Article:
We arrived mid-afternoon in Salerno where we were to spend three nights. Our goals were to see the site of the Allied Forces’ September 9, 1943 landing (following their victory in Sicily), marking the beginning of WWII’s brutal Italian campaign; to visit the Museum of Operation Avalanche (MOA) in Eboli; and with luck, locate where our father’s 168th Infantry Regiment (of the 34th Infantry Division) had landed, from North Africa, about 30 miles south of Salerno about three weeks after the initial invasion.
We had booked a walking tour of Salerno at 6:00 pm with a guide who didn’t show up. So, we wandered around on our own, looking for the restaurant my friend had recommended. We spent a good ½ hour trying to find the place, only to realize that the restaurant had been replaced with a new one, whose logo was a “red bull!”
This seemed like a serendipity “cosmic convergence,” in that the “Red Bulls” was (is) the nickname of my father’s 34th Infantry Division. We were also learning, that the earliest time Italian restaurants open for dinner, was 7:30 pm. Finally, after more walking and waiting in a small park across the street from the restaurant, we were seated at the “L’ Osteria” restaurant, where we had, perhaps, our best dinner in all of Italy. Photos 1-6
The next morning, we found our way to the Salerno bus station, and after many questions about which bus to take to Eboli (and through miscommunication, missed the 9:00 am bus), we boarded the 10:00 am bus. We were off to visit the Museum of Operation Avalanche (MOA). “Operation Avalanche” was the code word for the Allied Troops’ landing in Salerno and invasion of Italy on Sept 9, 1943. Allied losses for that poorly planned invasion were 2,349 killed, 7,366 wounded, and 4,100 missing.
MUSEUM OF OPERATION AVALANCHE (MOA) in Eboli:
At the Casablanca Conference in January 1943, Allied leaders decided to follow successes in North Africa by invading Sicily; success in Sicily led to landing in Italy. Allied objectives were to clear the Mediterranean Sea, force Italy out of the war, divert German forces threatening Rocca, and weaken the Germans prior to the 1944 Cross-Channel (Normandy) invasion.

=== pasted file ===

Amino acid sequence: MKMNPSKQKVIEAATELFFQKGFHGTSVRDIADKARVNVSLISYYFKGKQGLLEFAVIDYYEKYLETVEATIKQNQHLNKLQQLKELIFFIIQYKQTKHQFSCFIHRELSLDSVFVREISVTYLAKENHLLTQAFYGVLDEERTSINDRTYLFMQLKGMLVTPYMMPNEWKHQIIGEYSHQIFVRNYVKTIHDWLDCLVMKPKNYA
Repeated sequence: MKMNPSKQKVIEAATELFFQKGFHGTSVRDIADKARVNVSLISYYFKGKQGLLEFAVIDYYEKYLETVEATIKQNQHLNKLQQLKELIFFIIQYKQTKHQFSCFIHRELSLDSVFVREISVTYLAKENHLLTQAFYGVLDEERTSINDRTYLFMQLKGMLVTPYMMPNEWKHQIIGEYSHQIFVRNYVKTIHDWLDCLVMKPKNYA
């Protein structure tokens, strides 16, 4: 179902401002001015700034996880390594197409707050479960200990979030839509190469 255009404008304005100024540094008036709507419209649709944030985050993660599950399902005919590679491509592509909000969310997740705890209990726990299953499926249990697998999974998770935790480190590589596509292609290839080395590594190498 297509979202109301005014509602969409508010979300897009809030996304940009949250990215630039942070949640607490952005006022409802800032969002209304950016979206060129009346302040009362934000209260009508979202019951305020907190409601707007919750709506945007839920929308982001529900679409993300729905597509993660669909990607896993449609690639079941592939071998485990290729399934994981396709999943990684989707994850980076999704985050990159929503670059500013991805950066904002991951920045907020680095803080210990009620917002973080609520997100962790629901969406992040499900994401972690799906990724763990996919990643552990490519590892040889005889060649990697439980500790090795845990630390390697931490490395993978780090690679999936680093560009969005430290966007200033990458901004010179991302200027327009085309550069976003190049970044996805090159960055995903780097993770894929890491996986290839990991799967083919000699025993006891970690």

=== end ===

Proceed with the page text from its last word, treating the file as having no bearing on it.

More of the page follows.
In the second week of September 1943, my father’s 34th Infantry Division sailed from North Africa to Italy, landing 30 miles south of Salerno.
From an interview with my dad: The initial invasion of Italy had been made about two weeks previously, and had pushed the Germans back ten miles or so into a semi-circle. That was a bloody battle with major losses on both sides. So we, the 168th, did not actually land under fire; but the Germans were about ten miles away—we could hear their artillery fire, and they could have shelled us if they had wanted to. We didn’t see any action for a while, in person.”
From the bus station in Eboli, we walked about 20 minutes uphill through the narrow, winding cobblestone streets of old Eboli to reach the museum, housed in an ancient monastery. There were colorful handmade art flags hanging everywhere in the streets, that might have been remnants from a recent festival or community celebration.
When we finally arrived at the massive wooden doors of the MOA, we were excited to see the exhibits and learn more about the U.S.’s invasion of Italy in September 1943. However, we were disappointed to see that none of the museum’s signage/photo captions were in English. The volunteer attendant spoke no English and was unable to answer any of my questions. My father’s 168th Infantry Regiment had landed south of Salerno, in Paestum, about 2-3 weeks after the Allied Troops ‘ landing in Salerno. This was the location my brother and I wanted to learn about and maybe even find. But alas, the Museum had no information about the second landing of U.S. troops. Photos 7-24
In an attempt to help us, the volunteer called one of his “bosses”, Luigi, Art Director of the museum and event organizer. After several phone conversations, Luigi showed up in person to answer our questions. (he lived close by)
Luigi Nobile, a professional musician, musicologist, music teacher, and passionate WWII historian, was gracious and knowledgeable and spoke very good English. After a few minutes of conversation and my giving him information about the general location of our father’s landing in Paestum, he announced, “I must take you there. I think I know where that is.” Paestum is about 20 minutes south of Eboli, and we were thrilled he was willing to drive us.